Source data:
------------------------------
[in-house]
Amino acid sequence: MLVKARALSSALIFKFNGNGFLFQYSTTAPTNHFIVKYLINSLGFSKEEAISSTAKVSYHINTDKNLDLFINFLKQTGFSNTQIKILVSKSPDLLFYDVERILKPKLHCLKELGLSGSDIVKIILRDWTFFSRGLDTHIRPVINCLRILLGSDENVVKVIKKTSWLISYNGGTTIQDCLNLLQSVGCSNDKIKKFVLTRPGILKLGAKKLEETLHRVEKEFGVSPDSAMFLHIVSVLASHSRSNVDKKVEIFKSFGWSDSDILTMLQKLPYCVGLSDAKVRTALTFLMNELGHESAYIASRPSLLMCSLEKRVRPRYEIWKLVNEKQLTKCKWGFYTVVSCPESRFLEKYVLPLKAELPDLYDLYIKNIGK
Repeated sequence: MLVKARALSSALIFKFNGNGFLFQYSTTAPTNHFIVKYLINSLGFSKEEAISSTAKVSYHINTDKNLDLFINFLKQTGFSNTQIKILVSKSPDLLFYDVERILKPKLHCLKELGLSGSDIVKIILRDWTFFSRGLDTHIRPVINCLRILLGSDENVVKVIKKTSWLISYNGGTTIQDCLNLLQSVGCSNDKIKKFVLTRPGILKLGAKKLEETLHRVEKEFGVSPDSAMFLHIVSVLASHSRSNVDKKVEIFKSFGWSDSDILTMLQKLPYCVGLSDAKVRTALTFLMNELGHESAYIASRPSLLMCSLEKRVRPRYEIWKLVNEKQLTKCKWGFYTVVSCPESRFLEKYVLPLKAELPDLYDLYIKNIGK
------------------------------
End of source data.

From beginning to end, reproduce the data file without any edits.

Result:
[in-house]
Amino acid sequence: MLVKARALSSALIFKFNGNGFLFQYSTTAPTNHFIVKYLINSLGFSKEEAISSTAKVSYHINTDKNLDLFINFLKQTGFSNTQIKILVSKSPDLLFYDVERILKPKLHCLKELGLSGSDIVKIILRDWTFFSRGLDTHIRPVINCLRILLGSDENVVKVIKKTSWLISYNGGTTIQDCLNLLQSVGCSNDKIKKFVLTRPGILKLGAKKLEETLHRVEKEFGVSPDSAMFLHIVSVLASHSRSNVDKKVEIFKSFGWSDSDILTMLQKLPYCVGLSDAKVRTALTFLMNELGHESAYIASRPSLLMCSLEKRVRPRYEIWKLVNEKQLTKCKWGFYTVVSCPESRFLEKYVLPLKAELPDLYDLYIKNIGK
Repeated sequence: MLVKARALSSALIFKFNGNGFLFQYSTTAPTNHFIVKYLINSLGFSKEEAISSTAKVSYHINTDKNLDLFINFLKQTGFSNTQIKILVSKSPDLLFYDVERILKPKLHCLKELGLSGSDIVKIILRDWTFFSRGLDTHIRPVINCLRILLGSDENVVKVIKKTSWLISYNGGTTIQDCLNLLQSVGCSNDKIKKFVLTRPGILKLGAKKLEETLHRVEKEFGVSPDSAMFLHIVSVLASHSRSNVDKKVEIFKSFGWSDSDILTMLQKLPYCVGLSDAKVRTALTFLMNELGHESAYIASRPSLLMCSLEKRVRPRYEIWKLVNEKQLTKCKWGFYTVVSCPESRFLEKYVLPLKAELPDLYDLYIKNIGK